The second number (60 or 65) is the height of the sidewall, which is also called the “aspect ratio.” This number represents a percentage of the width, so a 60 would be 60% as high as it is wide, whereas a 65 would be 65% as high as it is wide. Finally, the R15 means that this is a radial tire for a 15-inch wheel.

There are several differences between these two sizes. The biggest difference is in overall diameter: 205/60R15 tires are about an inch taller than 195/65R15 tires. That extra inch can make a big difference in fuel economy and top speed.

It also affects how your car handles; taller tires tend to provide better grip on dry roads but may offer less grip on wet or icy roads. Shorter tires may provide better braking performance and quicker acceleration but may not handle as well in corners. Another important difference between these sizes is load capacity.

A 205/60R15 tire can carry up to 1,279 pounds (578 kg), while a 195/65R15 can only carry 1,197 pounds (543 kg). This difference exists because wider tires can support more weight than narrower ones; taller tires can also support more weight than shorter ones.

## Conclusion

There is a big difference between 195 65R15 and 195 60R15 tires. The first number, 195, refers to the width of the tire in millimeters. The second number, 65, refers to the height of the sidewall as a percentage of the width.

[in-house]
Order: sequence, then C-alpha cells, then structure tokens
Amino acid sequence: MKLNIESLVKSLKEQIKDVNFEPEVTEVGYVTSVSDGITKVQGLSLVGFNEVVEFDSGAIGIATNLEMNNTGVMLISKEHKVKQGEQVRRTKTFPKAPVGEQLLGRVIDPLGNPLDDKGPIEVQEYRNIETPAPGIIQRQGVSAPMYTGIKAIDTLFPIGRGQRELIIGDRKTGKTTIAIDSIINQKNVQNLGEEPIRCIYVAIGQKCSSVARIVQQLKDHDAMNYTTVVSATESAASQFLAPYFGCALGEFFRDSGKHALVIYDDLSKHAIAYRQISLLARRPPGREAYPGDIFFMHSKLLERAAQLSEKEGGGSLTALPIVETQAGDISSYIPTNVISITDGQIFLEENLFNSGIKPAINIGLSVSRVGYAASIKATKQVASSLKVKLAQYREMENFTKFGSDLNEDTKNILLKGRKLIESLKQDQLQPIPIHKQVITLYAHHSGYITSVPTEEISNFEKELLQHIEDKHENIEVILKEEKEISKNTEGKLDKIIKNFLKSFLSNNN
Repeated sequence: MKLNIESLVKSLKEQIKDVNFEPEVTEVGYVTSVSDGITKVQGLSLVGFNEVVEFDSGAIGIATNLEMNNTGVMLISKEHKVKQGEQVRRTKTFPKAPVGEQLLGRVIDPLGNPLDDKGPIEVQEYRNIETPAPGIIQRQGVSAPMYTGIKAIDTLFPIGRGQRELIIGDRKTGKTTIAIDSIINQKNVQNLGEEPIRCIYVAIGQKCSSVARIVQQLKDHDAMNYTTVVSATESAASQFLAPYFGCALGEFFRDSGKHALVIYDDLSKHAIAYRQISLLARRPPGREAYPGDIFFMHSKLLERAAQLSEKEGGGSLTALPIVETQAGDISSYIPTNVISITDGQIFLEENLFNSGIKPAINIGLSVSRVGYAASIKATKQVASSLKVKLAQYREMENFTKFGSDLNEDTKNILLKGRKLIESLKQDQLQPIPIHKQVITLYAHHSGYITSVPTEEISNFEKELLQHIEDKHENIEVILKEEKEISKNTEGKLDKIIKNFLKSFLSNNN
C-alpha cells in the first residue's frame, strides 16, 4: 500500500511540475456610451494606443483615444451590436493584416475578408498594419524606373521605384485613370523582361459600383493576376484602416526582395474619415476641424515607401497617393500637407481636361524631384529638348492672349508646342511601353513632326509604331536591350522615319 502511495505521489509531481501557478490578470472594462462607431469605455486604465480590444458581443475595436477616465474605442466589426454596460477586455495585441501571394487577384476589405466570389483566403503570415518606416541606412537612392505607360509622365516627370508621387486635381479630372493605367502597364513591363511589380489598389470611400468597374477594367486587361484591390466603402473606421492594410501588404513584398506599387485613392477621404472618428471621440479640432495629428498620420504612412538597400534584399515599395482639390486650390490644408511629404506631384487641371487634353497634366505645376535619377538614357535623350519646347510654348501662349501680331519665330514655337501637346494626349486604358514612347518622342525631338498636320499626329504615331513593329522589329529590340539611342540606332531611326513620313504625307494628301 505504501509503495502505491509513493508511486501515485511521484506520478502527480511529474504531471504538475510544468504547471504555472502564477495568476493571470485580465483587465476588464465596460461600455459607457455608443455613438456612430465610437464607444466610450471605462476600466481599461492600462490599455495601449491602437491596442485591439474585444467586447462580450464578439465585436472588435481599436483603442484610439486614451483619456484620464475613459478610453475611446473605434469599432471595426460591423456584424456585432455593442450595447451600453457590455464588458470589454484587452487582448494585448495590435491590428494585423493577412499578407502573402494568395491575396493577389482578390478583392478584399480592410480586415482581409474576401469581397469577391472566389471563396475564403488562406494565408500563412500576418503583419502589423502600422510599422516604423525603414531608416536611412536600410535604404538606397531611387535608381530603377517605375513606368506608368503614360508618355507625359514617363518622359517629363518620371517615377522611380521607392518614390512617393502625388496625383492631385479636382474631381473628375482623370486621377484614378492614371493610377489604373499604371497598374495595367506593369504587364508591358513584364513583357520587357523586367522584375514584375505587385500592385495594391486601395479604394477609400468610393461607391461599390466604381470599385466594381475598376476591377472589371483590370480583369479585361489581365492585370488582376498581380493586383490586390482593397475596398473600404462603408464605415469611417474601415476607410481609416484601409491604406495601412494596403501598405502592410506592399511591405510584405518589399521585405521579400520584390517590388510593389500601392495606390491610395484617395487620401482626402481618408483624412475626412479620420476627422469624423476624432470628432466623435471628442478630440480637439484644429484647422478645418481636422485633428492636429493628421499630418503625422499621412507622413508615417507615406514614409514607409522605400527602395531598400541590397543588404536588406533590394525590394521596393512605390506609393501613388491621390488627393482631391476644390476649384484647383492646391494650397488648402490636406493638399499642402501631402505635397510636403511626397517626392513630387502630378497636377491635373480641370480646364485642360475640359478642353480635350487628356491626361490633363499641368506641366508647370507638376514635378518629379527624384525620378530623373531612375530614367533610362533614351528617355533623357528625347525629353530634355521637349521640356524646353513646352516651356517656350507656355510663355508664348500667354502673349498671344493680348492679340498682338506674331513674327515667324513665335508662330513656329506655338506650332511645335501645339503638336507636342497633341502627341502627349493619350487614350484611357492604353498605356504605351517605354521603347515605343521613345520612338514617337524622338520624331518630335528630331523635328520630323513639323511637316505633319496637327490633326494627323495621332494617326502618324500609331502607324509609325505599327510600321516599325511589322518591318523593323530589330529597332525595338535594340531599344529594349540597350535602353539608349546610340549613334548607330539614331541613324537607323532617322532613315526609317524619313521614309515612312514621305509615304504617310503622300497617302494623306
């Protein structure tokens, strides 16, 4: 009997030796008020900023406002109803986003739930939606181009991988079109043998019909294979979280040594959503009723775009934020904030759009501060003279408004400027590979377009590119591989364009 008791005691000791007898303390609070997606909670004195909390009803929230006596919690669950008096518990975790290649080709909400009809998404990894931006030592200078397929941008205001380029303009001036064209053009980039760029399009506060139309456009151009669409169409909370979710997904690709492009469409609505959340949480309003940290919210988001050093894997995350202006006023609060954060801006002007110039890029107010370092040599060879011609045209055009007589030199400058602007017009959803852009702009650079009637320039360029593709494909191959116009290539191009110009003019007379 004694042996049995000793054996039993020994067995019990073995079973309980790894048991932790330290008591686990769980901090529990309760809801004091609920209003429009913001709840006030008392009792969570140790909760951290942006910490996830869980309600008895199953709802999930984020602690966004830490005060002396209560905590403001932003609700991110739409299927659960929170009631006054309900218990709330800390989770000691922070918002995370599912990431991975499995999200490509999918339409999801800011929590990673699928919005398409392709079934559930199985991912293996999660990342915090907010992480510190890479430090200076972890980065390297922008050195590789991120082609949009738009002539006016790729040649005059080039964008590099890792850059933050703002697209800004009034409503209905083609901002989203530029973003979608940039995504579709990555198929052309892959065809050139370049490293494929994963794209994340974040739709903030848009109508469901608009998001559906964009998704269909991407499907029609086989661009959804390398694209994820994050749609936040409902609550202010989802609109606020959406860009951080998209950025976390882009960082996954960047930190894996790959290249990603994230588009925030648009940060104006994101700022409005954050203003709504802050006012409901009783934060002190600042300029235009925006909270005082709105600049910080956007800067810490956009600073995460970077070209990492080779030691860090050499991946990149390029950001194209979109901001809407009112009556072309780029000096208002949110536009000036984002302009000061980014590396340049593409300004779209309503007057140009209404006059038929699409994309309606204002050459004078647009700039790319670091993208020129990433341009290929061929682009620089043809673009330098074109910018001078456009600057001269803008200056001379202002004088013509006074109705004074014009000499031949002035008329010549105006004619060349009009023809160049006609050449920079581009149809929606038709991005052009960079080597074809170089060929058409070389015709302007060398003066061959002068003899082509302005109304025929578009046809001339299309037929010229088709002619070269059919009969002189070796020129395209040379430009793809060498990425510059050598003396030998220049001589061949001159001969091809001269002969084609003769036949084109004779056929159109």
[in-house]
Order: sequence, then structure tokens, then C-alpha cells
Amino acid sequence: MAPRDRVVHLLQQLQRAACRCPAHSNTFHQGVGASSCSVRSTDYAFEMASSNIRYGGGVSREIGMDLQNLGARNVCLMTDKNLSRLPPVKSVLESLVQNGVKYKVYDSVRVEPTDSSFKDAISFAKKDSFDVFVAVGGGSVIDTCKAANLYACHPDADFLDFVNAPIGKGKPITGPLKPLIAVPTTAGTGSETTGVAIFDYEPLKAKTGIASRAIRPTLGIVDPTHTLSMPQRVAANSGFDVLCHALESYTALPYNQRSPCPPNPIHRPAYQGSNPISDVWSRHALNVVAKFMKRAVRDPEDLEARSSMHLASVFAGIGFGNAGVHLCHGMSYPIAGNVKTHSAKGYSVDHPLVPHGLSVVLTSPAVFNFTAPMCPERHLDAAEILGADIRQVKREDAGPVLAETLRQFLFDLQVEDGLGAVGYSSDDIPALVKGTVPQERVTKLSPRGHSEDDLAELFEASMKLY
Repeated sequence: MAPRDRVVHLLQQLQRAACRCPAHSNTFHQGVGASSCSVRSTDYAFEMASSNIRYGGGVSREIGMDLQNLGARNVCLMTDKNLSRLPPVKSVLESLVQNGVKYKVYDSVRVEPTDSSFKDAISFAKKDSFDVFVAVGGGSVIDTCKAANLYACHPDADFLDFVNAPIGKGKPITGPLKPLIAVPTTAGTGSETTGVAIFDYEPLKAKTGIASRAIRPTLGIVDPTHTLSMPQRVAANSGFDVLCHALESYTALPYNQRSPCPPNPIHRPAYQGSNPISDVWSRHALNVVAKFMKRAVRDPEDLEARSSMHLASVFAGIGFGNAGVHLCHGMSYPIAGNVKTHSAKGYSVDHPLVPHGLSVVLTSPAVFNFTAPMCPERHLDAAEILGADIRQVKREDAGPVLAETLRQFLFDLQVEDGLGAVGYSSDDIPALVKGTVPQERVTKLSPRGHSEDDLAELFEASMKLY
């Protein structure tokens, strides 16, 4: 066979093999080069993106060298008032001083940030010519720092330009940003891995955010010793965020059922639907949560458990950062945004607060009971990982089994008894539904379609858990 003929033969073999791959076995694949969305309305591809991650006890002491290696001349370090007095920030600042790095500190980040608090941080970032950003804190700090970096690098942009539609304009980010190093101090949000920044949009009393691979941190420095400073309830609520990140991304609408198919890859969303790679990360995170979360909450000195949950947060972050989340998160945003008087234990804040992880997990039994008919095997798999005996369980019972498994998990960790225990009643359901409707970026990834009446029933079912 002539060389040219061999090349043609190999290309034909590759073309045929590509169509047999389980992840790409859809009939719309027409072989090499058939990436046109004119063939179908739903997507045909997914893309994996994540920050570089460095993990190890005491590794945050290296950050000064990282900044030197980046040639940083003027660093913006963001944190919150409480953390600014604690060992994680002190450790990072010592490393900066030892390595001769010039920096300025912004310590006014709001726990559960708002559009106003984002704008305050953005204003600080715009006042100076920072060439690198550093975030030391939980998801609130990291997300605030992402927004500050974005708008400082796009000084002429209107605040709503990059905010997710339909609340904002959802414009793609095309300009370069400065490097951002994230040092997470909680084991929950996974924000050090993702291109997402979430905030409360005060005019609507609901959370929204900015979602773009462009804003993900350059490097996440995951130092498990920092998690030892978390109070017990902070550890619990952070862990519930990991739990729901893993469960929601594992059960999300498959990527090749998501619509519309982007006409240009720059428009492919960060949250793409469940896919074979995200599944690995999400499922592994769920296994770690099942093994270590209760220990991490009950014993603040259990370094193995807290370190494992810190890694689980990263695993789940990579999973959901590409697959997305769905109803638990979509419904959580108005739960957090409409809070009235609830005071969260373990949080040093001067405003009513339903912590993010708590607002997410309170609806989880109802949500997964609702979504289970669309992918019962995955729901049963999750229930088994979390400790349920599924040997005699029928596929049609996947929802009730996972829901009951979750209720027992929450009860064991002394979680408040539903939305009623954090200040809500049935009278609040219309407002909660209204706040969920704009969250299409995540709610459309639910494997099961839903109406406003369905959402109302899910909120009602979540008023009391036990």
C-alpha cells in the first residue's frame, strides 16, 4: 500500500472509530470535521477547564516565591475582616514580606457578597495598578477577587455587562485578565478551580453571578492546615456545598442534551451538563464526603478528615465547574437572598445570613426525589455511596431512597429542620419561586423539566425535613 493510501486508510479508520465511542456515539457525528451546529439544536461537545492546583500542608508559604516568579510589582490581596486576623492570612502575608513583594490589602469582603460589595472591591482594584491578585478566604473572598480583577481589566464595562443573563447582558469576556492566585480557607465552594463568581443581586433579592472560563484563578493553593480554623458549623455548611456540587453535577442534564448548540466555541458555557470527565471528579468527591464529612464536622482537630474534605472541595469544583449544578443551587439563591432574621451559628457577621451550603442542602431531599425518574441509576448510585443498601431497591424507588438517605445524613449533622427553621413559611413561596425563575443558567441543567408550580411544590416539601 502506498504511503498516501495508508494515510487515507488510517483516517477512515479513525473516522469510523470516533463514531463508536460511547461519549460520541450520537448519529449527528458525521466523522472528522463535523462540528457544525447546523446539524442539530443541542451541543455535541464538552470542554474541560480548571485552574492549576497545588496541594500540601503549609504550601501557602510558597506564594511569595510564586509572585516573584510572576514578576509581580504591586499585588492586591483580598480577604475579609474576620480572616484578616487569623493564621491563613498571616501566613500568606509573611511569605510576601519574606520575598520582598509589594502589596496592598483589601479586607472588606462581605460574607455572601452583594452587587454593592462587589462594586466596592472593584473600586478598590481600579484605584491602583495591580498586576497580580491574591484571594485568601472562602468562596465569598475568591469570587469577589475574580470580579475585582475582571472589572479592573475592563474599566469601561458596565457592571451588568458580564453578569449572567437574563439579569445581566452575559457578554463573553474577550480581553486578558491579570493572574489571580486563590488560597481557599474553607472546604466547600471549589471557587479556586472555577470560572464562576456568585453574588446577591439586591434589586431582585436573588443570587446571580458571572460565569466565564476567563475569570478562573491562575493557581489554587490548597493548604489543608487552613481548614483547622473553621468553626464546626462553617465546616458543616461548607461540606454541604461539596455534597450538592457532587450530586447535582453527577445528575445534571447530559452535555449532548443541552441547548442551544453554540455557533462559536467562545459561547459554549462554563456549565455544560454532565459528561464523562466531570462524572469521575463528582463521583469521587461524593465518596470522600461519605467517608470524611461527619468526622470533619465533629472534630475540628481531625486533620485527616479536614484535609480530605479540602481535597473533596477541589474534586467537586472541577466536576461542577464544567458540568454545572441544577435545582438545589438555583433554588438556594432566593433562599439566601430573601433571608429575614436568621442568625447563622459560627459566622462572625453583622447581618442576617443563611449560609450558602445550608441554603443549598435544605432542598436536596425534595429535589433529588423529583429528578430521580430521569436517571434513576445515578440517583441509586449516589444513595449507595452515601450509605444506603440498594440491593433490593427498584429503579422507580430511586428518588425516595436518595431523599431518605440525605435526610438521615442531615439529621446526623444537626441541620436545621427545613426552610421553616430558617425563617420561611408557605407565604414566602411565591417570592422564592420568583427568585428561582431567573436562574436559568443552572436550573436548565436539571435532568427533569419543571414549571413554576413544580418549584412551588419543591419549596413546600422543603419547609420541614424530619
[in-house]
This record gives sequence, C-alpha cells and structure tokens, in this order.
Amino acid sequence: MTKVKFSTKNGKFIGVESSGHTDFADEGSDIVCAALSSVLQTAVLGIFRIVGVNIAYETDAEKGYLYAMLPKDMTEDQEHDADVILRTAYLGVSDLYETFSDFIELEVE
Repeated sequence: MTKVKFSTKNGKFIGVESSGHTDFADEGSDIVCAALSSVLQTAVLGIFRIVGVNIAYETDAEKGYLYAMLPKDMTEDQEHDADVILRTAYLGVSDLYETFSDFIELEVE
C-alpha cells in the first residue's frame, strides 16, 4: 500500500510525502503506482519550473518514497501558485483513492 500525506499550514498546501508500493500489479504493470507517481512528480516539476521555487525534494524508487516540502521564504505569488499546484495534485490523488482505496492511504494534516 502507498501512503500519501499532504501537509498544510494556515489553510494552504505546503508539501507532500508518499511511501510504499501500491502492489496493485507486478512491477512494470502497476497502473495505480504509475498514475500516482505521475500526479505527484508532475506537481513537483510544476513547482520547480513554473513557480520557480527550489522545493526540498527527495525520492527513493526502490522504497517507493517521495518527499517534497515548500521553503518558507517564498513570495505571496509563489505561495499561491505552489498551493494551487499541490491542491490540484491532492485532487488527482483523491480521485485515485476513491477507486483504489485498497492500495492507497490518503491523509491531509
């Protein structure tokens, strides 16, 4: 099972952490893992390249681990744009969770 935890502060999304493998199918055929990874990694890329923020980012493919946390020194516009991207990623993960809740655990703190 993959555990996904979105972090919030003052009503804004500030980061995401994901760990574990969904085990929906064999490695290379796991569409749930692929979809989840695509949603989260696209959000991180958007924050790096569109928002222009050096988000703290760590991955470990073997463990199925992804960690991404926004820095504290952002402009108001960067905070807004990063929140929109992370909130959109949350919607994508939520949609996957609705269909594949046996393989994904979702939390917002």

The R means it is a radial tire. The final 15 means it is designed to fit a 15-inch wheel. The main difference between these two sizes is the height of the sidewall.

The 195 60R15 has a taller sidewall than the 195 65R15. This affects how the tire performs in different ways. For example, taller sidewalls are better at absorbing bumps and potholes on the road.

They also provide more comfort for passengers since they absorb more shock from bumps in the road. However, shorter sidewalls provide better handling since they give the tire less flexing room. This makes them better at cornering and braking since they can maintain their shape better under heavy loads.